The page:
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Lone hunger striker spurs Nepal to action

Country’s system of political patronage in science exposed.

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Narayan Maharjan/Demotix/Corbis

Govinda KC went on hunger strike in protest over interference in academic appointments by the Nepalese government.

A hunger strike by a senior academic in Nepal has forced the government to backtrack on its system of political patronage in academia and highlighted the  damage it has inflicted on medical services, education and research.

Govinda KC, a physician and professor at the Institute of Medicine (IOM), part of the leading Tribhuvan University (TU) in Kathmandu, began a protest fast on 8 February. His demands included the reinstatement of the medical institute’s former dean, or the appointment of a new one; disciplinary action against staff involved in granting unregulated licences to private medical colleges; and the establishment of public medical colleges in rural areas. Dozens of his colleagues staged a walkout in solidarity, causing out­patient services at TU Teaching Hospital to grind to a halt.

KC’s hunger strike was triggered by the resignation in December of the IOM dean, Prakash Sayami, following pressure on him to grant affiliations to private medical colleges. Such colleges must be formally affiliated to a university, and can become profitable businesses through student fees once this is achieved. Sayami had become concerned about the quality of education that they offered.

“I am fasting because I want to end the corruption in the education and health institutions.”

On 11 February, within hours of being sworn in, Prime Minister Sushil Koirala set a 24-hour ultimatum for TU to appoint a new dean. The university duly selected senior physician Rakesh Srivastav — a decision welcomed by KC, but one that was not enough for him to call off his protest (he had ended previous hunger strikes after being promised reforms).

“I am fasting because I want to end the corruption in the education and health institutions,” he said. “I am confident that my demands will be met.” KC finally ended his fast on 15 February, after the government agreed to meet almost all of his demands.

Political appointments in academia are not unusual in Nepal. “Members of the leadership team in universities are selected by the ruling party or coalition,” says Kedar Bhakta Mathema, a former vice-chancellor of TU. From executive level to department heads, “it is people who can push and pull the levers of political power that can get into these positions”, Pitamber Sharma, a former TU professor, told Nature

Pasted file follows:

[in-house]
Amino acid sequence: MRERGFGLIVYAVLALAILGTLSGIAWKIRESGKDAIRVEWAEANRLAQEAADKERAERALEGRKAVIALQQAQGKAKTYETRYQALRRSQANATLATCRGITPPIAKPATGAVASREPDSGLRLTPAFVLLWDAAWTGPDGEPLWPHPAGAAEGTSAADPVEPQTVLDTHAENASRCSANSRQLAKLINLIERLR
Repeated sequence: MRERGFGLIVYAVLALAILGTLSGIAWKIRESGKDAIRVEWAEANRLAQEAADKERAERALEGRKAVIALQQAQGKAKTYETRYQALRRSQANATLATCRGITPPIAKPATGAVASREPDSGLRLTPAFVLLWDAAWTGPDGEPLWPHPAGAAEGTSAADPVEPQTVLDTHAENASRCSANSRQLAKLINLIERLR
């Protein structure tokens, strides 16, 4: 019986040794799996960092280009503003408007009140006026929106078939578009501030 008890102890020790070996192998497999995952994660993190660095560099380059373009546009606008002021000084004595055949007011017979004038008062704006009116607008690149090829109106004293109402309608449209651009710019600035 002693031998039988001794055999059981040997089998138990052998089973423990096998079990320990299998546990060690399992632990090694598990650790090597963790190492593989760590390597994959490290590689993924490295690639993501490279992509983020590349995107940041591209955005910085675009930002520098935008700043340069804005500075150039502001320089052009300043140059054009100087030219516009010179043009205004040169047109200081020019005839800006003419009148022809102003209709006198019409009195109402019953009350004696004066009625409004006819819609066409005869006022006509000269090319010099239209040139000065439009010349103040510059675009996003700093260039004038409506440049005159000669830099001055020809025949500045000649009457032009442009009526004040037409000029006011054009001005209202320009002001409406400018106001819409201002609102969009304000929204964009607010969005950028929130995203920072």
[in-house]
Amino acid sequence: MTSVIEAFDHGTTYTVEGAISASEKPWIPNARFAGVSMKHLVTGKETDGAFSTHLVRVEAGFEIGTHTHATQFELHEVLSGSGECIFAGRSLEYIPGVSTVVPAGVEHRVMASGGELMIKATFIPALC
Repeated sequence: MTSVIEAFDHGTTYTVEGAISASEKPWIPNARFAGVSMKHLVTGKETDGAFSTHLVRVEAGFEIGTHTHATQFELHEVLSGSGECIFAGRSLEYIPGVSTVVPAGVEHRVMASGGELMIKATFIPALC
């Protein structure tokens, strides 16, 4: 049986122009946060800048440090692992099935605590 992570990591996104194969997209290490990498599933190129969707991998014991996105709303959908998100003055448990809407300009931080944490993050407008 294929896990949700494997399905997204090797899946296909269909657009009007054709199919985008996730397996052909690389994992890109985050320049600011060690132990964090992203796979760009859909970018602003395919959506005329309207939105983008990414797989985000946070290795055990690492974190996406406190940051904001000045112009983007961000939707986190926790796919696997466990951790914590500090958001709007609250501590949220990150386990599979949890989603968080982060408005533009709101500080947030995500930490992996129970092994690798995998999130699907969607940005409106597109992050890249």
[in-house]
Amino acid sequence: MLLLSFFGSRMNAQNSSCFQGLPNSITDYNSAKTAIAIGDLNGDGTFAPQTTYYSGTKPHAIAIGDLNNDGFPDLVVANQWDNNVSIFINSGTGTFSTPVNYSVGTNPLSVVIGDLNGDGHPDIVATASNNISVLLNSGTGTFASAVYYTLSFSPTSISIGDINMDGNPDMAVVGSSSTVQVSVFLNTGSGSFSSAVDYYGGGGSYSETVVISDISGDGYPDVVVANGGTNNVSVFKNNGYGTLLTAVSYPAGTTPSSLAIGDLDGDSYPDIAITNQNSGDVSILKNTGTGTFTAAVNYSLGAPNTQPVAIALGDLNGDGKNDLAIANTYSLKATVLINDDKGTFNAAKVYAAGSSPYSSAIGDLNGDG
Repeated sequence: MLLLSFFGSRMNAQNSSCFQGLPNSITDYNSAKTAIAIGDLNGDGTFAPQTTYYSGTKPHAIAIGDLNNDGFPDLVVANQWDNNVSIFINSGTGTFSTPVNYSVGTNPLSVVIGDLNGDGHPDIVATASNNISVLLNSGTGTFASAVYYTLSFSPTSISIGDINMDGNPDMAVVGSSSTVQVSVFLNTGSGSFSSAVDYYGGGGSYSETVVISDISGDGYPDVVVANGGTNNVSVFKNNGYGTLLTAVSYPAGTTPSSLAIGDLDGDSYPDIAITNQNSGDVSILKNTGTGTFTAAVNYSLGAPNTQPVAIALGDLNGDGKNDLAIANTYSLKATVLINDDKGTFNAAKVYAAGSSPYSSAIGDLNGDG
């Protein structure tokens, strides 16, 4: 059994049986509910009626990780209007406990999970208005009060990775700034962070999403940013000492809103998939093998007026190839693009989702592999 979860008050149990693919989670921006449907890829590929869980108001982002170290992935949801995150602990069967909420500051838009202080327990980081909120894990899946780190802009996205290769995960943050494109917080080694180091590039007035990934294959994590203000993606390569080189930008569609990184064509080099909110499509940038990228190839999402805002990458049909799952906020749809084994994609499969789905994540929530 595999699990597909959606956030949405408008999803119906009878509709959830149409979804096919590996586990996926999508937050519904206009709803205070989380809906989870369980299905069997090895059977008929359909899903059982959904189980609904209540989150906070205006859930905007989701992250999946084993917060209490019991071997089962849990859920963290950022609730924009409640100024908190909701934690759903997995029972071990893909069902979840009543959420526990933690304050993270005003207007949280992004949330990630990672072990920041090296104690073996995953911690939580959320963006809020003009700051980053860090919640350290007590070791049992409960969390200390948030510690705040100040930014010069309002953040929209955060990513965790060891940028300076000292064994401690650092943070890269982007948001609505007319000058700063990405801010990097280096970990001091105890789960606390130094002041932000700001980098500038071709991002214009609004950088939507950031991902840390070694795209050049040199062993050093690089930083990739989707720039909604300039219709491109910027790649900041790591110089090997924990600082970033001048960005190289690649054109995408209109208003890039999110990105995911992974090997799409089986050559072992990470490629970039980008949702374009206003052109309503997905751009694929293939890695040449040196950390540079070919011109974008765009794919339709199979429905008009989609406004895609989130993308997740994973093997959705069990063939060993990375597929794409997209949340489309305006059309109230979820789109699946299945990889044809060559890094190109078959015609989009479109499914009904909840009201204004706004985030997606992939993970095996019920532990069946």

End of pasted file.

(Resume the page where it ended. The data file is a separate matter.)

But by sidelining academic merit, the research culture in Nepal has suffered, academics say. Leading positions are given to individuals who are unable to bring in research funding, argues Kamal Krishna Joshi, another former TU vice-chancellor. With government funding and student fees providing the bulk of the universities’ limited funds, researchers have had to rely on their own connections and efforts to bring in cash, he says.

Political meddling has also exacerbated an uncomfortable reality in the country. “Research was never taken seriously in academic institutions in the past, it is not taken seriously even now,” says Sharma. Worst affected are young scientists, many of whom have left to study and work abroad. 

Most of the funding for the Nepal Agricultural Research Council and the Nepal Academy of Science and Technology, both in Kathmandu, comes from the government and is spent on salaries. A 2010 survey by the academy found that 68% of participants claimed to have insufficient equipment for their research needs. Sharma adds that, from his own observations, Nepal is at a substandard level on many measures, including the quality of its journals and the number of publications in international journals.

But there are some positives. Last year saw spending on agricultural research — a crucial sector in Nepal — more than triple compared with 2009, from 520 million to 1.75 billion Nepalese rupees (US$5.25 million to $17.6 million).

But how much KC’s fast will change things remains to be seen. Hira Bahadur Maharjan, the current TU vice-chancellor, denies claims of party interference. “In a democracy, everyone carries a political ideology. Appointed officials just happen to have a certain ideology, which is not related to their appointment,” he says. The government refused to comment on the issue.

Journal name:
Nature
Volume:
506,
Pages:
279
Date published:
()
DOI:
doi:10.1038/506279a

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